Corticosterone Analysis

The concentration of plasma corticosterone was measured twice. “Pre-behavioral corticosterone” values were obtained 8 weeks after SE and prior to the start of the behavioral testing, thus indicating the basal plasma corticosterone of chronic epileptic rats before any stress-inducing behavioral manipulations [23]. The second “post-behavioral corticosterone” sample was obtained one week after completion of all the behavioral experiments. The reasoning behind this measurement was to compare the levels of circulating corticosterone between epileptic and control animals and to examine possible effects of mild stress (behavioral manipulations such as handling and behavioral tests) on the animals. Blood samples were taken by nicking the tail during the light phase (9:00 to 13:00 h), when corticosterone levels have been shown to be low and stable [24]. Blood samples (100 µl) were collected in heparinized test tubes (Sarsted, Nümbrecht, Germany), and the blood was separated by centrifugation for 20 min at 1500 rpm. The plasma was collected and stored at −80°C until the corticosterone levels were assayed by ELISA.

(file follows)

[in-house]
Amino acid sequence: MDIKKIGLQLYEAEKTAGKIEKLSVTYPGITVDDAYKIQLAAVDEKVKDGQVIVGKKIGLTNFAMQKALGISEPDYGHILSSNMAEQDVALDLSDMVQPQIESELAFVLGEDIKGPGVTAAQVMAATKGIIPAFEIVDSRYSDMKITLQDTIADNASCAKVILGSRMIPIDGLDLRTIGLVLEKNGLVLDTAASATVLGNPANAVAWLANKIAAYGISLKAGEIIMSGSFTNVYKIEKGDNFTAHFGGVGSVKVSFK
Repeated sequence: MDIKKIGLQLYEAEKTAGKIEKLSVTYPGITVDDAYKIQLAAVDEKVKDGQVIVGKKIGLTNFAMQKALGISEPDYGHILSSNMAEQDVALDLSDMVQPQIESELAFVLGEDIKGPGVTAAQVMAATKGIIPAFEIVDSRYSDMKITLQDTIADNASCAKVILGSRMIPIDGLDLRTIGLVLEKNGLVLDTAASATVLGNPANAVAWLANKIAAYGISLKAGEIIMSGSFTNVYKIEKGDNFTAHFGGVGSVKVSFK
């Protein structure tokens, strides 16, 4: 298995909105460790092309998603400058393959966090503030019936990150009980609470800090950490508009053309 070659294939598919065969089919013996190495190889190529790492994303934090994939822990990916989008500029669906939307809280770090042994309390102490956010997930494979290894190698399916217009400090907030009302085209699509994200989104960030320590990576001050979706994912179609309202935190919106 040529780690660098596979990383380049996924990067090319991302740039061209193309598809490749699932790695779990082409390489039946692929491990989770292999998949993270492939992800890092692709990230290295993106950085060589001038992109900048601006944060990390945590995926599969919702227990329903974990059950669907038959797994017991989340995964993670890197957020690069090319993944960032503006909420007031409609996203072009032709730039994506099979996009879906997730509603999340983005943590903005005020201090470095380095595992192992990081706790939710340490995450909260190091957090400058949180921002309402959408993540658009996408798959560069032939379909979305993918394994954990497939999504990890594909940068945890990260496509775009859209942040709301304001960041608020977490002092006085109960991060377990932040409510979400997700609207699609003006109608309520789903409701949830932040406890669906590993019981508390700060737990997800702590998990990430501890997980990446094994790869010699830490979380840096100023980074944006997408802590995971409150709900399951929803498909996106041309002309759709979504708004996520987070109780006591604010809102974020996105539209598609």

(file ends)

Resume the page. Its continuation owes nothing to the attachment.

Statistics

The results are reported as the mean ± SEM unless otherwise indicated. Data analysis was performed using the statistical software SPSS 18.0 for Windows. Mean comparisons were performed with factorial ANOVA, with strain (Wistar and Sprague-Dawley) and treatment (Control, LIP and KA) as the factors. Tukey’s HSD post hoc paired comparison tests were performed when appropriate. The differences between corticosterone samples were analyzed using repeated-measures ANOVA with treatment groups (Control, LIP and KA) including values for both rat strains; for this analysis, groups were pooled because there was no difference between strain and sample time point (pre- or post-behavioral corticosterone) as repeated measures. In addition, we performed Pearson correlation analyses to evaluate possible associations between the emotional behavioral parameters and corticosterone measurements. Results were considered significant at P<0.05.

Results

We have recently shown that different SE models produce different types of brain lesions and different behavioral outcomes in spatial memory tasks and in unconditioned spontaneous tests for measuring anxiety-like behaviors [11]. More precisely, we examined epileptic rats after either kainic acid or lithium-pilocarpine treatment to induce SE. In this study, using these two SE models, we evaluated whether the emotional behavior of animals was also differentially affected in tests for anxiety- and depressive-like symptoms.

Depressive–like Behaviors

Depressive symptoms were assessed through the saccharin reward test, which evaluated symptoms of anhedonia (i.e., hyposensitivity to pleasure), and the social interaction test, which compares the willingness to preferentially explore a conspecific rat versus an inanimate object.